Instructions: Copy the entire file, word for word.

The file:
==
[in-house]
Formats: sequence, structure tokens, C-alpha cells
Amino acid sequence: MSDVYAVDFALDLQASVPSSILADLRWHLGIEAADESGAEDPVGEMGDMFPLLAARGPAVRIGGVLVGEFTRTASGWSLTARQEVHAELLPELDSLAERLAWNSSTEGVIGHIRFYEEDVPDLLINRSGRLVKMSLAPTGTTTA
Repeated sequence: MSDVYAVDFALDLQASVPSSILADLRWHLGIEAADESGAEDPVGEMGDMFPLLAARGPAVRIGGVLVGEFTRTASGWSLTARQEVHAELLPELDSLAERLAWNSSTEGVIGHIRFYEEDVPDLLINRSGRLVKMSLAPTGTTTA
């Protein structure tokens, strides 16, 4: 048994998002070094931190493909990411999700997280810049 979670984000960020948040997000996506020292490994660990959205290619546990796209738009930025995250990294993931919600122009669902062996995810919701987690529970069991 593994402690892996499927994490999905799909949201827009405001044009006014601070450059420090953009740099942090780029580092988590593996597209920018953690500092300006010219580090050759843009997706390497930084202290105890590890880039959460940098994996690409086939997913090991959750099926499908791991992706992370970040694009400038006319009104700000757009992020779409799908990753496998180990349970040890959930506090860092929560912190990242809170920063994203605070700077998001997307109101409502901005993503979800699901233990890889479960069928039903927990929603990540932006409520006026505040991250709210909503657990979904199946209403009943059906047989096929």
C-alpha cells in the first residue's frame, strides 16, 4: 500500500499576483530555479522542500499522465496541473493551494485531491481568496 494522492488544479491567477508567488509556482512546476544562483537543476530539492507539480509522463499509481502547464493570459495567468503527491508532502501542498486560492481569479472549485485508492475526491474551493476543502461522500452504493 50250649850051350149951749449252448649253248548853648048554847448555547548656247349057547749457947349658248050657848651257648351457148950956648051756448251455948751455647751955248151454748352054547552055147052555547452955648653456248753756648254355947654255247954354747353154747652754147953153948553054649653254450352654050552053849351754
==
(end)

[in-house]
Formats: sequence, structure tokens, C-alpha cells
Amino acid sequence: MSDVYAVDFALDLQASVPSSILADLRWHLGIEAADESGAEDPVGEMGDMFPLLAARGPAVRIGGVLVGEFTRTASGWSLTARQEVHAELLPELDSLAERLAWNSSTEGVIGHIRFYEEDVPDLLINRSGRLVKMSLAPTGTTTA
Repeated sequence: MSDVYAVDFALDLQASVPSSILADLRWHLGIEAADESGAEDPVGEMGDMFPLLAARGPAVRIGGVLVGEFTRTASGWSLTARQEVHAELLPELDSLAERLAWNSSTEGVIGHIRFYEEDVPDLLINRSGRLVKMSLAPTGTTTA
């Protein structure tokens, strides 16, 4: 048994998002070094931190493909990411999700997280810049 979670984000960020948040997000996506020292490994660990959205290619546990796209738009930025995250990294993931919600122009669902062996995810919701987690529970069991 593994402690892996499927994490999905799909949201827009405001044009006014601070450059420090953009740099942090780029580092988590593996597209920018953690500092300006010219580090050759843009997706390497930084202290105890590890880039959460940098994996690409086939997913090991959750099926499908791991992706992370970040694009400038006319009104700000757009992020779409799908990753496998180990349970040890959930506090860092929560912190990242809170920063994203605070700077998001997307109101409502901005993503979800699901233990890889479960069928039903927990929603990540932006409520006026505040991250709210909503657990979904199946209403009943059906047989096929």
C-alpha cells in the first residue's frame, strides 16, 4: 500500500499576483530555479522542500499522465496541473493551494485531491481568496 494522492488544479491567477508567488509556482512546476544562483537543476530539492507539480509522463499509481502547464493570459495567468503527491508532502501542498486560492481569479472549485485508492475526491474551493476543502461522500452504493 50250649850051350149951749449252448649253248548853648048554847448555547548656247349057547749457947349658248050657848651257648351457148950956648051756448251455948751455647751955248151454748352054547552055147052555547452955648653456248753756648254355947654255247954354747353154747652754147953153948553054649653254450352654050552053849351754